It was getting late on Thursday and I was running out of time. I felt like Kiefer Sutherland’s “Jack Bauer” from Fox’s hit TV show, 24, checking my watch as the terrorist threat went from looming in the distance to punching me vigorously in the face. That was probably because I was hanging out near the 24: The Game kiosks located in Sony’s booth. However, I still had a dire problem of my own to correct (albeit, it was nowhere near as cool as saving the country from weaponized anthrax.): It was 3:00 p.m., and I still hadn’t managed to score myself a ticket to the hottest party in town. I’m sure some kids from USC were going to have a killer kegger, and the Hollywood A-listers probably had some function thrown by Diddy to attend. But we, the E3 show goers, had only one party on our list: Sony’s soiree.
Why did I want to go so bad? I wasn’t cruising for free booze. If that were the case, there were plenty of other places I could sneak/talk my way into for a cold one or a mixed drink. Any journalist, of age or under, can get plenty of free drinks at E3. The real reason I wanted to attend was who because of was rumored to be performing at Sony’s party: the word on the street said Franz Ferdinand would be on stage, which made sense. Their song, “Take Me Out,” had just been used on Sony’s major PSP ad campaign. I knew I couldn’t miss a chance to see a free set.
I slowly made my way to Sony’s massive media relations center. I was trying to keep a low profile. Not just anyone can get an invite, and I was worried that a wary security guard would ask the wrong question and end my quest prematurely.
I had learned nothing from Metal Gear Solid, because a man in a tan shirt started staring at me right away. It wasn’t that I was frightened or that Sony’s PR department is made up of villainous hell-beasts, it’s just that the whole process reminded me of the archaic and merciless selection for dodgeball in grade school: If you weren’t one of the big guys, you could find yourself being picked dead last, or not at all. I couldn’t stand that type of humiliation. I didn’t want to be jumping rope by myself again. He spoke as I approached.
“Hi, is there anything I can help you with?”
“Yeah, I heard that there might be a few party invites still available, and was checking to see if that was the case.” He looked me up and down. He was sizing me up like a team captain. I half expected him to hand me a round rubber ball and ask me to peg someone to see if I was a worthy selection for the squad.
“Sure, can I see a business card?” I handed him one. He gave it a quick glance, and then grabbed an envelope and presented it to me. “You’re all set, Dan. See you tonight.”
I had made it in.
Dinner ran late, and I ended up heading with a group over to the party a little after their official start time. They offered free shuttles, but we ended up taking a cab. Studying the contents of the envelope I had been given, it was nice to see that the invite encouraged party participants to not drink and drive. I made my way out of the cab and up to the entry. I gave the bouncer a casual nod, donned my acceptance-assuring orange wristband, and walked in.
Flashing lights, loud noises, people talking in groups, drinks being constructed in assembly line fashion – and no Franz Ferdinand. Not that I was overly disappointed. I had made it to the party. All of a sudden I was one of the guys getting picked first to pick off the little guys with the red rubber playground balls.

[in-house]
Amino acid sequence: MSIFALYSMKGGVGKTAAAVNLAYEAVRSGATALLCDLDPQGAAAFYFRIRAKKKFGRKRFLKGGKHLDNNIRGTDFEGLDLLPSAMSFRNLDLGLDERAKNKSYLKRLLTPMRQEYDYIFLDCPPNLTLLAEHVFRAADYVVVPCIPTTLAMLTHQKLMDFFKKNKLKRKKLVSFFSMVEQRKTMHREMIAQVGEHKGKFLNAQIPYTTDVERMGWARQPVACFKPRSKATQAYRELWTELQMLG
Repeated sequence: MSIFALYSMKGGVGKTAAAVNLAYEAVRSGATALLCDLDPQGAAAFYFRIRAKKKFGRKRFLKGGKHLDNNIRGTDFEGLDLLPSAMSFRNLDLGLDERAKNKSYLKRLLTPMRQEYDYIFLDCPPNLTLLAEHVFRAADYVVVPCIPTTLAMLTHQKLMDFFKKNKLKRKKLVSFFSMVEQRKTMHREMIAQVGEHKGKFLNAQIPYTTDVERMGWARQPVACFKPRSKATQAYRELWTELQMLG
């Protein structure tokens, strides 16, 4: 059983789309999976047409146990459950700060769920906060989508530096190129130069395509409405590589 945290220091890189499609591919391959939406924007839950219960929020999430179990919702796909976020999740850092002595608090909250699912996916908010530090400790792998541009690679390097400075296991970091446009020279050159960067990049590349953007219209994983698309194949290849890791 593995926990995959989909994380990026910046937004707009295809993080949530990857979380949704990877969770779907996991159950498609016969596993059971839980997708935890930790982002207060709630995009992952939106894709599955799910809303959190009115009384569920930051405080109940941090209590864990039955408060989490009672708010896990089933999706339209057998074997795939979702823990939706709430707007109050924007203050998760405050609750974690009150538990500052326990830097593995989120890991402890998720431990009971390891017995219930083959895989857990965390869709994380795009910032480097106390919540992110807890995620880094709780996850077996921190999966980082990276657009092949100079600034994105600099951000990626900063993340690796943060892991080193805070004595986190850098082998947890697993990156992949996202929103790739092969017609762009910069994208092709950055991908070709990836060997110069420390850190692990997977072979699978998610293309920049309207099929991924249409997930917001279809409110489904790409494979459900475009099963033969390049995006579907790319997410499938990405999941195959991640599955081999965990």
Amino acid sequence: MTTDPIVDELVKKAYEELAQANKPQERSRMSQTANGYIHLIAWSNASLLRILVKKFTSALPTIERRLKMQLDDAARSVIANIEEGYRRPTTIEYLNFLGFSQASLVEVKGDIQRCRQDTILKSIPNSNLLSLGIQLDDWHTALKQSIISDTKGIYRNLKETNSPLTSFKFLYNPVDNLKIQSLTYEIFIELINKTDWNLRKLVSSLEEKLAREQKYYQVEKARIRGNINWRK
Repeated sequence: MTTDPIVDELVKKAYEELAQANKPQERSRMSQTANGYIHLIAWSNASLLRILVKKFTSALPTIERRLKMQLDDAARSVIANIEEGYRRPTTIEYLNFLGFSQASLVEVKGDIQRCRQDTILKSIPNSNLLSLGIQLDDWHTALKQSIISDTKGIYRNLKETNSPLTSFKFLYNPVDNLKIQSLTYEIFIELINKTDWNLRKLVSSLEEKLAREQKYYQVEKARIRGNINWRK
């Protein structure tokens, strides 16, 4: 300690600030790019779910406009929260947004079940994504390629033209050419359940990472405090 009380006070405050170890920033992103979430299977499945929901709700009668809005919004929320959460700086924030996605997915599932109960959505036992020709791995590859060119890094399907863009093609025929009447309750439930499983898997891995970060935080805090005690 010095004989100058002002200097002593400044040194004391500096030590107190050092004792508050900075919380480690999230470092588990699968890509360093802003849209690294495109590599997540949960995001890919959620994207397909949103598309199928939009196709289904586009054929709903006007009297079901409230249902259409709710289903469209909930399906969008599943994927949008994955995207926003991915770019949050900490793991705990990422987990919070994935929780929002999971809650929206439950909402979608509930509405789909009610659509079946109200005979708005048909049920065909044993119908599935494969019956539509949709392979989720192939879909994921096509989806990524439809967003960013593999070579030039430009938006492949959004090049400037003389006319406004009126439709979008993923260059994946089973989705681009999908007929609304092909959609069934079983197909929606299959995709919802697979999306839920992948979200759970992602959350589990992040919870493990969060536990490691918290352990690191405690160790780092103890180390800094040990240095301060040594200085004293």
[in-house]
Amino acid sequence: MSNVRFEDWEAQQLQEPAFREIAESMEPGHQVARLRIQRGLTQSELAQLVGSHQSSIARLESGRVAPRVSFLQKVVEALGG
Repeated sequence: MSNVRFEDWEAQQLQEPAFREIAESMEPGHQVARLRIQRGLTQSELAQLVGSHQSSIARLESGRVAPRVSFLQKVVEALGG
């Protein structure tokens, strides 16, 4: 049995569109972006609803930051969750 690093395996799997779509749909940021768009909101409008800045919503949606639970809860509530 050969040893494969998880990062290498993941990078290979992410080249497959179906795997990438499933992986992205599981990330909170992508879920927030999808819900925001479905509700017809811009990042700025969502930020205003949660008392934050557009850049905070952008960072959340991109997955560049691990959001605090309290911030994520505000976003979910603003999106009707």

As I made my way into the main section, I soon discovered there were multiple segments cordoned off: There was something for everyone, like an amusement park.
As I cut away from the main section – where a massive stage had been erected and some artist I didn’t know performed a song I hadn’t heard – I found a completely different area, a covered dining space with a buffet, tables and plenty of chairs spread out. Then, 50 feet later, I was in a section with benches and tables set up for casual conversation, the starry sky the only ceiling. I spotted the first un-crowded bar since my arrival and promptly got a vodka sour to nurse, as I continued to explore the venue’s interior.
I managed to meet up with a few people, and we settled near the luchadores battling inside a wrestling ring. We watched as the night got cooler and cheered on Chilango, as we talked about E3. A few PR contacts I knew fairly well from past dealings ran into me during the match, and we talked about the expo. They asked what I thought was the best of the show, since they hadn’t been able to leave their booths much. I asked them what secrets they hadn’t shown me during my various appointments. It was an alcohol-aided game of trying to coerce information out of one another. They wanted info on their competitors, I wanted access to knowledge not yet offered for public consumption.
That’s when it hit me (somewhere between the seventh and eighth beverage): That’s what the Sony party was about in its truest sense. The party wasn’t truly a way to unwind after almost a week of unending work, it was another networking session; but instead of doing a graceful dance of words with PR people, you were doing a drunken jig in an attempt to grease the wheels. The Sony party, despite all its glamour and allure, is no different than any other time of the year, except the drinks are on Sony.
But is that really a bad thing? They provide a nice atmosphere away from the crowded, hot floor of the LA Convention Center for the industry’s movers and shakers (and bottom feeders like me) to meet and discuss business without it feeling like we’re working. Hey, if anything, it’s more enjoyable than getting beaned in the thigh by the school bully. Charlie horses suck.
Dan Dormer is a videogame freelancer who keeps a poorly updated blog at his personal site. You can also sing his name in time to “The Imperial March,” a fact he learned at E3 this year while not attending the Sony party.